Will absinthe turn me into a deranged lunatic?That’s up to you! Drinking anything excessively is probably a bad idea, but absinthe in particular has never been shown to be more dangerous than any other spirit. The absinthe smear campaign began to gain footing in the 19th century, due in large part to the temperance movement. With absinthe being the drink of the day, it became the easy villain the teetotalers needed to push their agenda. Backed by several scientific studies of a questionable nature, it wasn’t long before the drink became associated with violent crime and the gradual erosion of common social decency. Thujone, a chemical compound present in wormwood, became the poster child for the dangerously psychoactive properties absinthe was alleged to have. In reality, thujone is present in absinthe in only trace amounts, and all major governments now regulate maximum concentrations to ensure no one partaking in the green spirit finds themselves descending into the madness dreamed up by prohibitioners. Absinthe has been enjoying newfound popularity, following the adoption of more reasonable food and beverage laws across the globe. Thankfully, this should allow us all to get back to painting beautiful works of art and writing novels that wistfully reflect on our shared humanity.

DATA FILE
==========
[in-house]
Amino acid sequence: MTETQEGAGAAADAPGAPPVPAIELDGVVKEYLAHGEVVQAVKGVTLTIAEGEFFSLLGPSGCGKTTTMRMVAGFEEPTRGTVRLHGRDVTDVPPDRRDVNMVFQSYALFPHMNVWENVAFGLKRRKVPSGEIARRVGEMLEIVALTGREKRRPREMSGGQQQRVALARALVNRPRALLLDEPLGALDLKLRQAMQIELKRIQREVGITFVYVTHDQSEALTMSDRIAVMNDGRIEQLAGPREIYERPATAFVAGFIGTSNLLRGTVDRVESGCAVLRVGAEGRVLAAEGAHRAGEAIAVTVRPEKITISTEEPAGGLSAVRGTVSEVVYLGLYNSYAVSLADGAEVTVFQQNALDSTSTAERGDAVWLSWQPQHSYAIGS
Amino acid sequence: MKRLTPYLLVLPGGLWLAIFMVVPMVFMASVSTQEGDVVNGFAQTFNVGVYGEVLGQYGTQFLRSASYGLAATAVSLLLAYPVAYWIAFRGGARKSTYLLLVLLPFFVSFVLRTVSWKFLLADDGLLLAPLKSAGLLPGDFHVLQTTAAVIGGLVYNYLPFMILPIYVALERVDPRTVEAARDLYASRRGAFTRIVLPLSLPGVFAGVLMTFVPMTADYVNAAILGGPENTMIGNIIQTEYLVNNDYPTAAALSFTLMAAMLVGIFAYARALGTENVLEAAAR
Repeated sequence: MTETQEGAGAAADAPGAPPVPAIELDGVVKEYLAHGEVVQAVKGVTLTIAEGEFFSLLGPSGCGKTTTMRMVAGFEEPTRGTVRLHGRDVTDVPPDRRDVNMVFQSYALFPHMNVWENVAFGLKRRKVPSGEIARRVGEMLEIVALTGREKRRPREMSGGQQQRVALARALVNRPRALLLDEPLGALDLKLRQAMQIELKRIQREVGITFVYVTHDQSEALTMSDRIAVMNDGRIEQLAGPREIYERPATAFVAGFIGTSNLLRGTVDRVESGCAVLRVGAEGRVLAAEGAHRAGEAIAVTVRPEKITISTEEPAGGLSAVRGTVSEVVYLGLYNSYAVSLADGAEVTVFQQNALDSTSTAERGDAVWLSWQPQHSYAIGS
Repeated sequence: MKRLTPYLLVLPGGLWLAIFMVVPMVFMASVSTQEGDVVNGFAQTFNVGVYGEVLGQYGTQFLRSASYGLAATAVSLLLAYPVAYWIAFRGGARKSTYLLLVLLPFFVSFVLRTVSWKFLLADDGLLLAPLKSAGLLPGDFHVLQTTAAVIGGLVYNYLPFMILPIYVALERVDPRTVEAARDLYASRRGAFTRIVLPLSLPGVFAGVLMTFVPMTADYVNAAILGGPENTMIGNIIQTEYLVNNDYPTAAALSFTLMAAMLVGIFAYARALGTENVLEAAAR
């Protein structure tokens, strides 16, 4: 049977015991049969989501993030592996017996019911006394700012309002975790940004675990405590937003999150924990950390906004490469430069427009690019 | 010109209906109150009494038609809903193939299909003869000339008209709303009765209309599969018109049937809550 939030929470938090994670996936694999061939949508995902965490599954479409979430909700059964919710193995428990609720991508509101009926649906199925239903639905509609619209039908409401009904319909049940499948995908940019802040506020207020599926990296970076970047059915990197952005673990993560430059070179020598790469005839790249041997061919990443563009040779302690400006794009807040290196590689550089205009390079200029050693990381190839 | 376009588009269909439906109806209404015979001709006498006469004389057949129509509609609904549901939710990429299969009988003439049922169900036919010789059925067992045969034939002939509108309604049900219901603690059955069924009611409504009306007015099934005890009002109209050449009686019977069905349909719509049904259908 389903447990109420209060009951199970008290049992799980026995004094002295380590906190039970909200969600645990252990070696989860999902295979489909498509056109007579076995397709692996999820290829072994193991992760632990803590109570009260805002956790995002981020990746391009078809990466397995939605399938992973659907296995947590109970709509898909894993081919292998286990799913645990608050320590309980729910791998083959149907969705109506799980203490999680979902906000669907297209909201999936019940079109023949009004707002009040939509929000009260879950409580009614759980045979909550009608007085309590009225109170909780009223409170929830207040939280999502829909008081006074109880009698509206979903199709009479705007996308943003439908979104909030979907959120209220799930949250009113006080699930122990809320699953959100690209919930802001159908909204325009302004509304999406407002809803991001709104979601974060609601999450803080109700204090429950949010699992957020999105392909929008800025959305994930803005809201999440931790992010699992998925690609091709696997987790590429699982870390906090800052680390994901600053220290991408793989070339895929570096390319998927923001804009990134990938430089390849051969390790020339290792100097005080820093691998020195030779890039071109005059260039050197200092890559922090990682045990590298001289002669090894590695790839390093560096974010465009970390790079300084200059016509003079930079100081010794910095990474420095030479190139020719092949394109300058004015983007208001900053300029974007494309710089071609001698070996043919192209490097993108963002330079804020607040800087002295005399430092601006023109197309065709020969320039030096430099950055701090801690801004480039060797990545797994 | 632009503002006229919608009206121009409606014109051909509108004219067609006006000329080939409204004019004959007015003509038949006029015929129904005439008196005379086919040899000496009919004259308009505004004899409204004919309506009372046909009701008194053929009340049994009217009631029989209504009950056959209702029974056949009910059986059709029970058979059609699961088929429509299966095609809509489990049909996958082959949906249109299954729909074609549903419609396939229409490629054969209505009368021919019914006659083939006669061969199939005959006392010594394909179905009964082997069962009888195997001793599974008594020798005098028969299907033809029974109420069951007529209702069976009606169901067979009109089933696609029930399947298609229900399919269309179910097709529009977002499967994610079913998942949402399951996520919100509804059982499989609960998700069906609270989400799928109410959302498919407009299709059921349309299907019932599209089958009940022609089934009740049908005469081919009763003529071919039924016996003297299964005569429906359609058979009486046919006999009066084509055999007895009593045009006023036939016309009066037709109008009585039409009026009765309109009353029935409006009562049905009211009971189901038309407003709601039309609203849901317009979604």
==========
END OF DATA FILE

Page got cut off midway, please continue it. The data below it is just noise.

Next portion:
What’s the difference between Liquor and a Liqueur?Liquor is simply the common name for any distilled beverage. To become a liqueur, a base liquor (i.e. grain spirit, brandy, rum) is sweetened with the addition of fruits, flowers, plants, or pure juices to achieve a minimum sugar content of 2.5%. This infusion of sweetness and flavor is the primary factor that makes the two categories so distinct. Though you will often see flavored liquors, these flavors are added rather than infused, further separating them from liqueurs. Both categories can be of equal potency, with some liqueurs going as high as 110 proof. Therefore, alcohol percentage is not a distinguishing factor. Cordial is another name for a liqueur, so keep that in mind to reduce confusion!
I just bought some wine. How long will it last in my wine cellar?